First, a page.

I Thought I Knew the Answer For a Minute

by Pete Segall Read author interview December 4, 2017

Endless Light

Whenever I hear about hoarders and the truckfuls of malnourished animals or ancient newspapers carted out behind them, I think about these people in the incipience of their condition, and imagine the boundless hope that must have appeared before them.


Getting Coffee

I don’t care how reserved you are. I do not care about your binding shared peace. You are far too young to be this quiet together in public. Can’t you see how she looks at you, man?


Bomb. Repeat. Bomb.

 American radar once mistook the moon over Norway for incoming Soviet nuclear missiles. Had the situation not been corrected I can imagine the moon laughing hard enough to be heard in the next solar system.



There is what I want to say, and there is this headache. The headache has its own story to tell and it refuses to let anything else be heard. The headache’s story is this: It happened.


A History of Deeds Done Beyond the Sea

I’ve started losing the imagined fights I get into with people who don’t know me and they are growing increasingly less satisfying.


I Am That I Am

 As iterations of narcisscism go, autotheism is vastly underused.



As difficult as it is to acknowledge yourself as a player in the first line of “This Be the Verse,” accepting the inevitability of the second is even worse.



Clarity, unlike its benevolent twin self-deception, never arrives when it is needed.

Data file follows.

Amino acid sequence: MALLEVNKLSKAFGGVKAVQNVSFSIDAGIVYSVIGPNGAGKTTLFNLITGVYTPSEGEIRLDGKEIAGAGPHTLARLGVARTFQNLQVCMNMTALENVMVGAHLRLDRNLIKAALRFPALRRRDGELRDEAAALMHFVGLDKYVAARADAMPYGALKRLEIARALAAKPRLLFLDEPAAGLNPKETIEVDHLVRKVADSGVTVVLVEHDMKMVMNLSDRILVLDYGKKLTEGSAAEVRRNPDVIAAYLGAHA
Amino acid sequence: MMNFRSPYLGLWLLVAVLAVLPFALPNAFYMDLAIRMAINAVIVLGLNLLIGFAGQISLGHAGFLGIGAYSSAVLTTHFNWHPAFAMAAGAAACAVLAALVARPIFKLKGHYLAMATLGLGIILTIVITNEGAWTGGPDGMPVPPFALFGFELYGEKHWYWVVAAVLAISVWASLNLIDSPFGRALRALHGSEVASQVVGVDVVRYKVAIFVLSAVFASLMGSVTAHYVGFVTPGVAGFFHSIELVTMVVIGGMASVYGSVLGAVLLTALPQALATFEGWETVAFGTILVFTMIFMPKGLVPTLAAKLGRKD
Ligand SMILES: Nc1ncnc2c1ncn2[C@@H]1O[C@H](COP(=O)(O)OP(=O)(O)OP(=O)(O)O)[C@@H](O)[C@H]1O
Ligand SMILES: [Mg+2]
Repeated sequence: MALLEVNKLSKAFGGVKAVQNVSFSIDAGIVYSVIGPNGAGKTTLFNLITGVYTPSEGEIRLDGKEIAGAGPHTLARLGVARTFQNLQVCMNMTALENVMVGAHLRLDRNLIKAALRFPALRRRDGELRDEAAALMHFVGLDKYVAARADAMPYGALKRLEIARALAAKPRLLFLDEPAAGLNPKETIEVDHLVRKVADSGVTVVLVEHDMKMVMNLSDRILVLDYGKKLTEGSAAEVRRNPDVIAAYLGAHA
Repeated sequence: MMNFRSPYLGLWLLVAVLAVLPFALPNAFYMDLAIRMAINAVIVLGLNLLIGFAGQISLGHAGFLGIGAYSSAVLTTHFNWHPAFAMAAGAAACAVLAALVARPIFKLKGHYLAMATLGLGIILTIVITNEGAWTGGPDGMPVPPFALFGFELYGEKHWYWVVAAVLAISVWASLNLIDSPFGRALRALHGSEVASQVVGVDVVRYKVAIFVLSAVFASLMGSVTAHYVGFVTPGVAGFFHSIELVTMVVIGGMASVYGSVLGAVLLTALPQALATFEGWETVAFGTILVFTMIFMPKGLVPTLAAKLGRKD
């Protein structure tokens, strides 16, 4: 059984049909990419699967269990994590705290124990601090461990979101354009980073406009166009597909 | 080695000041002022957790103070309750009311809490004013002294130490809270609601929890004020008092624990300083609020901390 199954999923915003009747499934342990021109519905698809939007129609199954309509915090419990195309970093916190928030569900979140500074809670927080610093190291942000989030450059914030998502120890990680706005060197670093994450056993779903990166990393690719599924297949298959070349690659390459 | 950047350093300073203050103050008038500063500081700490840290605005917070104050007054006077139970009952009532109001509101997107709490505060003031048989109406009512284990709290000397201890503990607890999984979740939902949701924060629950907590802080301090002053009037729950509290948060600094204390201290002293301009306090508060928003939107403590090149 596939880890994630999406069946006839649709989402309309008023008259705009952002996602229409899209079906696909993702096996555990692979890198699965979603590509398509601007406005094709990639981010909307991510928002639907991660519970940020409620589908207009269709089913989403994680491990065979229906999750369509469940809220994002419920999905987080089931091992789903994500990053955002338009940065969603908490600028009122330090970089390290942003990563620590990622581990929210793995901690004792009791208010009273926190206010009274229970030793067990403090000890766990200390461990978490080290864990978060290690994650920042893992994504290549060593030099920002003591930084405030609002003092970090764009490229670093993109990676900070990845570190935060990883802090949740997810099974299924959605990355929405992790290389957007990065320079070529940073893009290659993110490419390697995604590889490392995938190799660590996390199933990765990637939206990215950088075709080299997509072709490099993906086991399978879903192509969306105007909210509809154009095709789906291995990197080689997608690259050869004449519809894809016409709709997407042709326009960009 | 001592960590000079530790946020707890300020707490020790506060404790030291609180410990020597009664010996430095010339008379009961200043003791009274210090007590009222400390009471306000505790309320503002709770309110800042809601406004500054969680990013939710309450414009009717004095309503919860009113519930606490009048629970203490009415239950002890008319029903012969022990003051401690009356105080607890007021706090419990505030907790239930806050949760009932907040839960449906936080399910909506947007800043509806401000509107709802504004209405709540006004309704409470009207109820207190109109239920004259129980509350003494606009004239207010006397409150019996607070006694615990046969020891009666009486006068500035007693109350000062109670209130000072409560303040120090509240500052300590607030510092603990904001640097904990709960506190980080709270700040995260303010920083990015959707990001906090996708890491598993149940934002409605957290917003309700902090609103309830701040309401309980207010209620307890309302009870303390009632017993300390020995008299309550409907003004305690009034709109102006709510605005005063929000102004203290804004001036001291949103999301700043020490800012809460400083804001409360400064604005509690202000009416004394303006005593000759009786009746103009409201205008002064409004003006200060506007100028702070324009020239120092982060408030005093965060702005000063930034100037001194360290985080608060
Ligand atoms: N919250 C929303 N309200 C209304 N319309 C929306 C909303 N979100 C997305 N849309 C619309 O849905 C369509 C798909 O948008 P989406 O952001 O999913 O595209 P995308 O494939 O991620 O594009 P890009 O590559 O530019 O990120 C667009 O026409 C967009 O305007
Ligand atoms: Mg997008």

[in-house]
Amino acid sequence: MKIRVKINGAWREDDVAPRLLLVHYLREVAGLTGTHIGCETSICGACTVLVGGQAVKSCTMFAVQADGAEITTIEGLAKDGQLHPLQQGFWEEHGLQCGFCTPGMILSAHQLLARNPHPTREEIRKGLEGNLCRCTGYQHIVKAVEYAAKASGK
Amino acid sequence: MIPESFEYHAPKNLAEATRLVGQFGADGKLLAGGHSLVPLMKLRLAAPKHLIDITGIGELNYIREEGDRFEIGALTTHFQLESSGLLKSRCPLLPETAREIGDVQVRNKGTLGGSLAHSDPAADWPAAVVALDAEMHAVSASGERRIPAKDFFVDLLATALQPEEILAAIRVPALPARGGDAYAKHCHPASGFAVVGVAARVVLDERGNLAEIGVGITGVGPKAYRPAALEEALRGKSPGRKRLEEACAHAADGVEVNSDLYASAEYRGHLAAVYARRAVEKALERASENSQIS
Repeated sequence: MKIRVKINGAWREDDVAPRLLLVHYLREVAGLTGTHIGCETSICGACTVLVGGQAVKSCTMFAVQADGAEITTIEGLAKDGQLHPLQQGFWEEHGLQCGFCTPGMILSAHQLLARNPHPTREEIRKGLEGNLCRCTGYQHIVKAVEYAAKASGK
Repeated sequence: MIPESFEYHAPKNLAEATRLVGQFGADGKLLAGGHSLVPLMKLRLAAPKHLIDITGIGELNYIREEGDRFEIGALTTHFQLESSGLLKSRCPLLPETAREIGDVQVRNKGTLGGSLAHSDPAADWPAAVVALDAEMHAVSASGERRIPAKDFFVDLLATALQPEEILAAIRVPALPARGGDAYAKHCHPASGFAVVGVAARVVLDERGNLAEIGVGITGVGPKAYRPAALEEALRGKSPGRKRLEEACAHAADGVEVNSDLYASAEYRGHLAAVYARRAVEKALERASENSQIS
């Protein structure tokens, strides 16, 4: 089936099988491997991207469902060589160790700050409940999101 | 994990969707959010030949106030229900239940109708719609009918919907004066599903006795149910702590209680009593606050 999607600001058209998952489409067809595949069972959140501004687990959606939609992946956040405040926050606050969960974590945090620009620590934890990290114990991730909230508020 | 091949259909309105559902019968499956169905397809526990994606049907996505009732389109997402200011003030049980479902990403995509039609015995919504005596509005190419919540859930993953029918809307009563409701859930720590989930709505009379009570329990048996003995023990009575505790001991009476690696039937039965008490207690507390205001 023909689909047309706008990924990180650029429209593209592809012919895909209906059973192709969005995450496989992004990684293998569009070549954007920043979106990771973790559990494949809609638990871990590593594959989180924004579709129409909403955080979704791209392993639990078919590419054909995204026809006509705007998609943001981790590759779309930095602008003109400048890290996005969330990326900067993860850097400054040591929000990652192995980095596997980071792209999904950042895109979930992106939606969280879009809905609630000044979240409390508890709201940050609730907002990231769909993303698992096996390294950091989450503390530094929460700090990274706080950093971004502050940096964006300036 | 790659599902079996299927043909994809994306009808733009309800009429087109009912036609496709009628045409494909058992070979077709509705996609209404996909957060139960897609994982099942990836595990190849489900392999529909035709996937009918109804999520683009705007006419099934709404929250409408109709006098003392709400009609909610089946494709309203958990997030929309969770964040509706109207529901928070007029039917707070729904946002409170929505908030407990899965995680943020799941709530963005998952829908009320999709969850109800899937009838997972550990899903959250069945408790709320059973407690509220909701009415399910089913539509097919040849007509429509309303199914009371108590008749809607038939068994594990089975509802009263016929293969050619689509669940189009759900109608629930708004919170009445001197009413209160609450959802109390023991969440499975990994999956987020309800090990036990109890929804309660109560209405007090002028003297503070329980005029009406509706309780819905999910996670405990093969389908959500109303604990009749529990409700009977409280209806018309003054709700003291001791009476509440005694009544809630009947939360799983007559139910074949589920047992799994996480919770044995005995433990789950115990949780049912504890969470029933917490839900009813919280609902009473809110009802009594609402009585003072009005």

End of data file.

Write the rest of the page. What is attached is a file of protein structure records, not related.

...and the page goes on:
When There’s No More Room in Hell the Dead Will Walk the Earth

 Zombies are an expression of our fear that death is as bad as we imagine it is. They are our nonbeing, weaponized. Ghost stories are revenge fantasies for lonely people.


Tora, Tora, Tora

  1. Of course you’re loved. You’ll always be loved. You never need to worry about that.
  2. Of course you’re loved. I can offer you no assurances, though, about your ability to locate or interpret or comprehend that love.


That’s All, Folks!

The cartoon immortality of our sustaining dreams. No sooner have we seen them cut down, eviscerated, blown to bits, than we see them intact again, bright and scarred, staggering across the lawn, eyes aglow; steeling themselves against the memory of future destruction.

About the Author:

Pete Segall is a graduate of the Iowa Writers' Workshop, where he was a Truman Capote Fellow. His work has appeared or is forthcoming in Conjunctions, Necessary Fiction, decomP, Forge Lit, and elsewhere. He is a recipient of fellowships from the Vermont Studio Center and Virginia Center for the Creative Arts. He lives in Chicago with his wife, the writer Kim Brooks, and their children.